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Laughter and Humour as Conversational Mind-Reading Displays

  • Gary McKeown
Conference paper
Part of the Lecture Notes in Computer Science book series (LNCS, volume 9749)

Abstract

Laughter and humor are pervasive phenomena in conversational interactions. This paper argues that they function as displays of mind-reading abilities in social interactions–as suggested by the Analogical Peacock Hypothesis (APH). In this view, they are both social bonding signals and can elevate one’s social status. The relational combination of concepts in humor is addressed. However, it is in the inclusion of context and receiver knowledge, required by the APH view, that it contributes the most to existing theories. Taboo and offensive humor are addressed in terms of costly signaling, and implications for human computer interaction and some possible routes to solutions are suggested.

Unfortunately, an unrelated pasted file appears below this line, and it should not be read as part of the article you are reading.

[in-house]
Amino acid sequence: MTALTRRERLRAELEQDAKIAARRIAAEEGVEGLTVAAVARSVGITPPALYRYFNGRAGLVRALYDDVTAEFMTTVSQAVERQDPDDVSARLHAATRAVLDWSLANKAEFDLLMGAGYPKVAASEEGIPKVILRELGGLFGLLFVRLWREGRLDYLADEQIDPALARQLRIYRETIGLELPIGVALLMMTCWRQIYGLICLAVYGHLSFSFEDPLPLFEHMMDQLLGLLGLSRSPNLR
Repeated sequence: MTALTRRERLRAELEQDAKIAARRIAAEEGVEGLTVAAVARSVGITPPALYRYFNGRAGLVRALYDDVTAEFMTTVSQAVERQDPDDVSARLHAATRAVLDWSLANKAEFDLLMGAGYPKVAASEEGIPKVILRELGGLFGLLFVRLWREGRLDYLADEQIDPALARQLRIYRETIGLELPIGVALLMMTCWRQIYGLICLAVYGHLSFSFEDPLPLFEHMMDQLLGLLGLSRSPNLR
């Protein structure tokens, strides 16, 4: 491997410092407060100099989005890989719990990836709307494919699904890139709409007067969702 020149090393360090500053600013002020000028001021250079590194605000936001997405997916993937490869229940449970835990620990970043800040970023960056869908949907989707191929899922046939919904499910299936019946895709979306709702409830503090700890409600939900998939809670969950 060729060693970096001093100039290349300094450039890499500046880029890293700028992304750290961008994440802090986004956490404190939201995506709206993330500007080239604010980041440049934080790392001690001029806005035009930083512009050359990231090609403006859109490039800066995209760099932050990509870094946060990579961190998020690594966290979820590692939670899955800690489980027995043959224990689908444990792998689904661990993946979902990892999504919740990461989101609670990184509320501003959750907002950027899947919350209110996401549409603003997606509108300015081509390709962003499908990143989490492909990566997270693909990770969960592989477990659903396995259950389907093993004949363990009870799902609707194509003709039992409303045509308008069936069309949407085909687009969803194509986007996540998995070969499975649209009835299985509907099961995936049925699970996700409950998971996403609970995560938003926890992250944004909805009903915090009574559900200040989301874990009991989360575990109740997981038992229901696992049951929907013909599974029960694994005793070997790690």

Keywords

Laughter Humor Social bonding Evolution Context 

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Copyright information

© Springer International Publishing Switzerland 2016

Authors and Affiliations

  1. 1.School of PsychologyQueen’s University BelfastBelfastUK

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